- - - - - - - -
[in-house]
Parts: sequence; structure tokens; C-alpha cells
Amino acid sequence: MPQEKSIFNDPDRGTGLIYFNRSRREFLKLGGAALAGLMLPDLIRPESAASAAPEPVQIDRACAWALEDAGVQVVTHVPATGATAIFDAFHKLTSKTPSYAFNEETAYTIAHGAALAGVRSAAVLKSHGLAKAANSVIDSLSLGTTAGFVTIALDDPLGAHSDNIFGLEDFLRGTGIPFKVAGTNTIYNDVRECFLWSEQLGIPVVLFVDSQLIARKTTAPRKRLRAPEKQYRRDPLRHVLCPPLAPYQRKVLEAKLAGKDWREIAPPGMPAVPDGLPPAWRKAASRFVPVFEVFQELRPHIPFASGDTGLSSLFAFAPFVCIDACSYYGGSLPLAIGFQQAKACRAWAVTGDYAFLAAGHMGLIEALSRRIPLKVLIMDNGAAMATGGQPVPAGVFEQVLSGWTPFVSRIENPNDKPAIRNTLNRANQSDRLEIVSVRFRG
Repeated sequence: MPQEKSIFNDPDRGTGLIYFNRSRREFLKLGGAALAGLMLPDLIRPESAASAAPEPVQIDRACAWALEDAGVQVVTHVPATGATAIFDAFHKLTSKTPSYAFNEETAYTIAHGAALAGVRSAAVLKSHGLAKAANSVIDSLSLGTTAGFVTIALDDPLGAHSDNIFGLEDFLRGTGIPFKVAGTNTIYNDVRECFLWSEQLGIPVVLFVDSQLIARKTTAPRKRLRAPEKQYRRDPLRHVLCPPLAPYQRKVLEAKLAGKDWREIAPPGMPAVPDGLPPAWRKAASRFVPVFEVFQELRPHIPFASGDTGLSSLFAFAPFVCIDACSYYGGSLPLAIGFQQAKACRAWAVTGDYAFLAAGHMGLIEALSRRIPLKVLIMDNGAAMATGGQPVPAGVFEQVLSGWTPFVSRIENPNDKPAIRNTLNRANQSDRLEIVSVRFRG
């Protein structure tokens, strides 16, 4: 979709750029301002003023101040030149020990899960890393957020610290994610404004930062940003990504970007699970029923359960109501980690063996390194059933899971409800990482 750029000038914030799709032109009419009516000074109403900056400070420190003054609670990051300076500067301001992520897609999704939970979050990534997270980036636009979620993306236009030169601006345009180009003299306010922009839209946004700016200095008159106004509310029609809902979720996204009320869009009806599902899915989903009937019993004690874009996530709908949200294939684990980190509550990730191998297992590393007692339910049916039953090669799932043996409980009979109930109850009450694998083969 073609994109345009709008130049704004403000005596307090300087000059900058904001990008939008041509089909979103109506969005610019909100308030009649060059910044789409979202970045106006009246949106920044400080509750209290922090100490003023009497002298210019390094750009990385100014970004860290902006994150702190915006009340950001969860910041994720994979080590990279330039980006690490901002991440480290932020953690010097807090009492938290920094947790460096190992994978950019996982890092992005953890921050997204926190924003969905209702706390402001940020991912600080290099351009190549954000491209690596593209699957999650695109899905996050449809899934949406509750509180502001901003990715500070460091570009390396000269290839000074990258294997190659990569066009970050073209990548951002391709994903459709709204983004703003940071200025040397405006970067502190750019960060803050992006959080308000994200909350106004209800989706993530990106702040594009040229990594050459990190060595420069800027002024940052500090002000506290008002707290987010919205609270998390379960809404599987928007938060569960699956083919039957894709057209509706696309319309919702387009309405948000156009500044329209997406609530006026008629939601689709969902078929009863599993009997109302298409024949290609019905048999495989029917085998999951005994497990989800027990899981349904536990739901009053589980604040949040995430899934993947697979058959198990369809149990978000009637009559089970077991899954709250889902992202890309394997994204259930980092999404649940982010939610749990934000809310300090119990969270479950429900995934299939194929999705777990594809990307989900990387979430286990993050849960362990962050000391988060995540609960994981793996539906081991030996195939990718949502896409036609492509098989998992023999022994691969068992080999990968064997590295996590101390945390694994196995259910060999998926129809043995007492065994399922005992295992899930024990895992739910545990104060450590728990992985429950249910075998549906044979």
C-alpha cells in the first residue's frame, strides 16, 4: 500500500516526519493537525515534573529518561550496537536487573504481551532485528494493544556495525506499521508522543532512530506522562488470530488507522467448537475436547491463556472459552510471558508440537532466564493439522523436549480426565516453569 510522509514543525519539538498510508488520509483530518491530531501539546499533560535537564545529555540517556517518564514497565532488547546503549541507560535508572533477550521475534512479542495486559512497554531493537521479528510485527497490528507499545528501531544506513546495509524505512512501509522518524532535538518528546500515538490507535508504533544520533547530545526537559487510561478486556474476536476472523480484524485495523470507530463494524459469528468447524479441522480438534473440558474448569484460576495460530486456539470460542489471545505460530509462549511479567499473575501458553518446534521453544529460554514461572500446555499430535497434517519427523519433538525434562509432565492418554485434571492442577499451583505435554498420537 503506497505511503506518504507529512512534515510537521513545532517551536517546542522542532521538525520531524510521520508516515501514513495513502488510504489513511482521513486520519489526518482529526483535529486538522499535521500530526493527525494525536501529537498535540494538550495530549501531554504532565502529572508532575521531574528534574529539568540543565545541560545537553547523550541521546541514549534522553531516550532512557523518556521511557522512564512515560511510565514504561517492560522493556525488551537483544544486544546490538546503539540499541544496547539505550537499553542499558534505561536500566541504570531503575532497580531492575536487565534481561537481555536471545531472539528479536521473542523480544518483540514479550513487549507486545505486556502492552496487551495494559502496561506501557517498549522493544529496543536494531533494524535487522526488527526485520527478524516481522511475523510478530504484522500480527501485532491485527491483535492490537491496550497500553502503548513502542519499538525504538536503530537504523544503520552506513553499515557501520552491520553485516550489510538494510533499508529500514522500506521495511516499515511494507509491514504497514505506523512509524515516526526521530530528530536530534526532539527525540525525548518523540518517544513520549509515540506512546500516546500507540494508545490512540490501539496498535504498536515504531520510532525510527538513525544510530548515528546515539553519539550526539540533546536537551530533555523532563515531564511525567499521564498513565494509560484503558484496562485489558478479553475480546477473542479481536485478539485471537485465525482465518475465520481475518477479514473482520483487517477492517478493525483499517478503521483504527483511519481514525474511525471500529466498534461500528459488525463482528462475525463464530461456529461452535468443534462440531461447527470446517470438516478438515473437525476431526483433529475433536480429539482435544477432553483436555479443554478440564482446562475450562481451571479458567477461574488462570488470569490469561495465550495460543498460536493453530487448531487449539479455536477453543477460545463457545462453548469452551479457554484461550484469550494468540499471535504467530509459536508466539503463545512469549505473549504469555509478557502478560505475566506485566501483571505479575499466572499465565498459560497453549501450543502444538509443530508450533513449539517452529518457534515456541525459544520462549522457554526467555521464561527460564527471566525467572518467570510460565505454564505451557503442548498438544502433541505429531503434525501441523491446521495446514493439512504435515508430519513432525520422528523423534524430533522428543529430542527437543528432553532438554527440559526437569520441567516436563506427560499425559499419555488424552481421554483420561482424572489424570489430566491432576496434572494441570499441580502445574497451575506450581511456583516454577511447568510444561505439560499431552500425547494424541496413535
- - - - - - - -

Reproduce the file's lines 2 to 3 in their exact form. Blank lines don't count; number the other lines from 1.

Parts: sequence; structure tokens; C-alpha cells
Amino acid sequence: MPQEKSIFNDPDRGTGLIYFNRSRREFLKLGGAALAGLMLPDLIRPESAASAAPEPVQIDRACAWALEDAGVQVVTHVPATGATAIFDAFHKLTSKTPSYAFNEETAYTIAHGAALAGVRSAAVLKSHGLAKAANSVIDSLSLGTTAGFVTIALDDPLGAHSDNIFGLEDFLRGTGIPFKVAGTNTIYNDVRECFLWSEQLGIPVVLFVDSQLIARKTTAPRKRLRAPEKQYRRDPLRHVLCPPLAPYQRKVLEAKLAGKDWREIAPPGMPAVPDGLPPAWRKAASRFVPVFEVFQELRPHIPFASGDTGLSSLFAFAPFVCIDACSYYGGSLPLAIGFQQAKACRAWAVTGDYAFLAAGHMGLIEALSRRIPLKVLIMDNGAAMATGGQPVPAGVFEQVLSGWTPFVSRIENPNDKPAIRNTLNRANQSDRLEIVSVRFRG